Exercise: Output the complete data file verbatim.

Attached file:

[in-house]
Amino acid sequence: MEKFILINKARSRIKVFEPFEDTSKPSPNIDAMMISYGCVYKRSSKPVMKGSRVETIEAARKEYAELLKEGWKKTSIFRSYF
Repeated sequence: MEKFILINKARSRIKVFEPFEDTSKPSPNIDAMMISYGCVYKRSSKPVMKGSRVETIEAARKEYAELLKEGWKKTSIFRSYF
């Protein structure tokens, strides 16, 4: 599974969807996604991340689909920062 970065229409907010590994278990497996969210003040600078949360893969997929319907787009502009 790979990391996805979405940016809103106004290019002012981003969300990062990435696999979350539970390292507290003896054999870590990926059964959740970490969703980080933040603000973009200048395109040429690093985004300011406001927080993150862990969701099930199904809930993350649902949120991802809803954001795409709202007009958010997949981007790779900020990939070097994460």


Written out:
[in-house]
Amino acid sequence: MEKFILINKARSRIKVFEPFEDTSKPSPNIDAMMISYGCVYKRSSKPVMKGSRVETIEAARKEYAELLKEGWKKTSIFRSYF
Repeated sequence: MEKFILINKARSRIKVFEPFEDTSKPSPNIDAMMISYGCVYKRSSKPVMKGSRVETIEAARKEYAELLKEGWKKTSIFRSYF
């Protein structure tokens, strides 16, 4: 599974969807996604991340689909920062 970065229409907010590994278990497996969210003040600078949360893969997929319907787009502009 790979990391996805979405940016809103106004290019002012981003969300990062990435696999979350539970390292507290003896054999870590990926059964959740970490969703980080933040603000973009200048395109040429690093985004300011406001927080993150862990969701099930199904809930993350649902949120991802809803954001795409709202007009958010997949981007790779900020990939070097994460």